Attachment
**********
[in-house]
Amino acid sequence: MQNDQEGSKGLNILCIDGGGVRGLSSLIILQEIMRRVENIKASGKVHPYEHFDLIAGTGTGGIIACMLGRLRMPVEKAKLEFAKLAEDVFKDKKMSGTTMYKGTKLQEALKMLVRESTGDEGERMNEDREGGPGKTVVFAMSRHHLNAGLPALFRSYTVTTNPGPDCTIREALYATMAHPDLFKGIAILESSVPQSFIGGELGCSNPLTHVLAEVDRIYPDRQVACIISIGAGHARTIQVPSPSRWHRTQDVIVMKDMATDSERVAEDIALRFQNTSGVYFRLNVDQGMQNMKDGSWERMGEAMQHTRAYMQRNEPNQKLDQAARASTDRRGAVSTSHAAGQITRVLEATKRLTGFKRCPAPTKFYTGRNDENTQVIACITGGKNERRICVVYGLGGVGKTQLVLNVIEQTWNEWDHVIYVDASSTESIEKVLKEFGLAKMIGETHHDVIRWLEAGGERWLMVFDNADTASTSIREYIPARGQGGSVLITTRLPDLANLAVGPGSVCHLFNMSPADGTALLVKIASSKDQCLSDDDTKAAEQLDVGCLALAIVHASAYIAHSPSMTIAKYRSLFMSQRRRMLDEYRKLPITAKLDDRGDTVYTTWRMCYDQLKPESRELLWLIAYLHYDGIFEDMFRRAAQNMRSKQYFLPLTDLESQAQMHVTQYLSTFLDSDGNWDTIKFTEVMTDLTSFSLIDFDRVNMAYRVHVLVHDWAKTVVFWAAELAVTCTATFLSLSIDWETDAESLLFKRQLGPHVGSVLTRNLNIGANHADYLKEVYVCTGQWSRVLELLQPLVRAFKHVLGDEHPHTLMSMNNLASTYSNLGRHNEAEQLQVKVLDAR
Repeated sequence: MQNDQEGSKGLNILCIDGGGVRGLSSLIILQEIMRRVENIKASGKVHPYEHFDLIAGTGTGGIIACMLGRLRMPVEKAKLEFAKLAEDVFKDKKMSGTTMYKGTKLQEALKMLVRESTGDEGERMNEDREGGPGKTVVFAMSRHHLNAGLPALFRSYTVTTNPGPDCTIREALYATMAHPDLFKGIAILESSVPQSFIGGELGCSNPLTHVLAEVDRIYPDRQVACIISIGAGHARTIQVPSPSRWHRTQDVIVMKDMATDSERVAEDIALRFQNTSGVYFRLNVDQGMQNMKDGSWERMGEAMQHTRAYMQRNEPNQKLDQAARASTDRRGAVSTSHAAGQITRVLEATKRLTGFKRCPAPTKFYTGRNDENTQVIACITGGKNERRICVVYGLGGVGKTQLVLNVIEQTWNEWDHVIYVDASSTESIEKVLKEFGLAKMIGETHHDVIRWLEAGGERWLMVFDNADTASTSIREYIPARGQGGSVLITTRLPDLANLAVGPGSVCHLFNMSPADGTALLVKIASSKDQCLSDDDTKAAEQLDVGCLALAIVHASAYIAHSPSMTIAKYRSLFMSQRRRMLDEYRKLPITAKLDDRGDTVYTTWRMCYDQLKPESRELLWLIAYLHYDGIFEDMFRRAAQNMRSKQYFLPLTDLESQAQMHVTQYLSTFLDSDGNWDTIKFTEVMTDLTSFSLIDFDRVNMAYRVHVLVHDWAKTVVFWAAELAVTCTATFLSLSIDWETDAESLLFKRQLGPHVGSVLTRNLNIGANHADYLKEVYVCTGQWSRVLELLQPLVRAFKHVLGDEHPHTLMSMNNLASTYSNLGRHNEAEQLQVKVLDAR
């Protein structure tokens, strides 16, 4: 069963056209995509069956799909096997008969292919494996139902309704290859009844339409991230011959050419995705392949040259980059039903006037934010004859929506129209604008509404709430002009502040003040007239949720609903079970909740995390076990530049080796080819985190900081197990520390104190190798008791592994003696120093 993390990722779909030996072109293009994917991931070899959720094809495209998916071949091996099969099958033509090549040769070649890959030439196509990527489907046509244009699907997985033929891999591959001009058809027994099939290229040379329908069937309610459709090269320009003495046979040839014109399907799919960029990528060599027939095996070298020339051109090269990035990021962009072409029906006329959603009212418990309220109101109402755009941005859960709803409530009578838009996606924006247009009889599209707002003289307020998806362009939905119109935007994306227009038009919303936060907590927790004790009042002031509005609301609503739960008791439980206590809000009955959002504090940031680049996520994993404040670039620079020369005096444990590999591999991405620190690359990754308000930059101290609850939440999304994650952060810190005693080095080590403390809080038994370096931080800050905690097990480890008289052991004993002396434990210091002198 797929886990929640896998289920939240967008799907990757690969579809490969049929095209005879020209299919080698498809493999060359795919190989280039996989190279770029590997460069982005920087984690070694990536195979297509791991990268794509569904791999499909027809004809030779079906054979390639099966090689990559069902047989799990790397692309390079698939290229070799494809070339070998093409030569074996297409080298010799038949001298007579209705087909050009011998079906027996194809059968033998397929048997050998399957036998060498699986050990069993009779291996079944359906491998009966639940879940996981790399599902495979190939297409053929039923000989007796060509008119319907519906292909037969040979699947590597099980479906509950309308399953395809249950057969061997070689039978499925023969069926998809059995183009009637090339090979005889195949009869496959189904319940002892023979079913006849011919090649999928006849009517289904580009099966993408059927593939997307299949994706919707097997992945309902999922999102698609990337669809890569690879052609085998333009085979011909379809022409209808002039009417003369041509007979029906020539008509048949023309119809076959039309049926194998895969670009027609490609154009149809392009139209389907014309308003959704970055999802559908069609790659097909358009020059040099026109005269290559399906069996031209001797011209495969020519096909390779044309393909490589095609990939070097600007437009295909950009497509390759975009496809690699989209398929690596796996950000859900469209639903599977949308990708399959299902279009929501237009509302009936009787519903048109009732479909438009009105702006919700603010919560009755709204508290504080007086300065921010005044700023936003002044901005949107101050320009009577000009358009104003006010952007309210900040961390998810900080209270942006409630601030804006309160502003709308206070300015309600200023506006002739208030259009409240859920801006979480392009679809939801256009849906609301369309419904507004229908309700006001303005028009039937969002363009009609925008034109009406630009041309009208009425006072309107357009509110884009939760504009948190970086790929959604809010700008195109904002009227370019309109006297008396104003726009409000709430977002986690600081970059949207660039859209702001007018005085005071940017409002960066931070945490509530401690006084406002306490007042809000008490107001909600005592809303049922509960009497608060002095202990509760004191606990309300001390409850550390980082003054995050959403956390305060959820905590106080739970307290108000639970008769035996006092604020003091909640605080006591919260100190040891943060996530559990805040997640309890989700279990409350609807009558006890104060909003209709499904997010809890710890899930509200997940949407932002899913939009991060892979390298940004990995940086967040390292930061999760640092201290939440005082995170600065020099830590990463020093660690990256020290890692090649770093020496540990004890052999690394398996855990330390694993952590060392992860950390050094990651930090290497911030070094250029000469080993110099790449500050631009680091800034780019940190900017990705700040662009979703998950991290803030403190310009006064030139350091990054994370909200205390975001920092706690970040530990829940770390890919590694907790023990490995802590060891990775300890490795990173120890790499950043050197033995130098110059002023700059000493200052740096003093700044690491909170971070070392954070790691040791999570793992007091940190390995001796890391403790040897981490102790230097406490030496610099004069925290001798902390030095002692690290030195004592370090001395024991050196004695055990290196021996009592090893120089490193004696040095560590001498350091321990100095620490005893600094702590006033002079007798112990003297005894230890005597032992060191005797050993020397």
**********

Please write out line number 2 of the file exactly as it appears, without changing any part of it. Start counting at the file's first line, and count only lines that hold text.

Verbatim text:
Amino acid sequence: MQNDQEGSKGLNILCIDGGGVRGLSSLIILQEIMRRVENIKASGKVHPYEHFDLIAGTGTGGIIACMLGRLRMPVEKAKLEFAKLAEDVFKDKKMSGTTMYKGTKLQEALKMLVRESTGDEGERMNEDREGGPGKTVVFAMSRHHLNAGLPALFRSYTVTTNPGPDCTIREALYATMAHPDLFKGIAILESSVPQSFIGGELGCSNPLTHVLAEVDRIYPDRQVACIISIGAGHARTIQVPSPSRWHRTQDVIVMKDMATDSERVAEDIALRFQNTSGVYFRLNVDQGMQNMKDGSWERMGEAMQHTRAYMQRNEPNQKLDQAARASTDRRGAVSTSHAAGQITRVLEATKRLTGFKRCPAPTKFYTGRNDENTQVIACITGGKNERRICVVYGLGGVGKTQLVLNVIEQTWNEWDHVIYVDASSTESIEKVLKEFGLAKMIGETHHDVIRWLEAGGERWLMVFDNADTASTSIREYIPARGQGGSVLITTRLPDLANLAVGPGSVCHLFNMSPADGTALLVKIASSKDQCLSDDDTKAAEQLDVGCLALAIVHASAYIAHSPSMTIAKYRSLFMSQRRRMLDEYRKLPITAKLDDRGDTVYTTWRMCYDQLKPESRELLWLIAYLHYDGIFEDMFRRAAQNMRSKQYFLPLTDLESQAQMHVTQYLSTFLDSDGNWDTIKFTEVMTDLTSFSLIDFDRVNMAYRVHVLVHDWAKTVVFWAAELAVTCTATFLSLSIDWETDAESLLFKRQLGPHVGSVLTRNLNIGANHADYLKEVYVCTGQWSRVLELLQPLVRAFKHVLGDEHPHTLMSMNNLASTYSNLGRHNEAEQLQVKVLDAR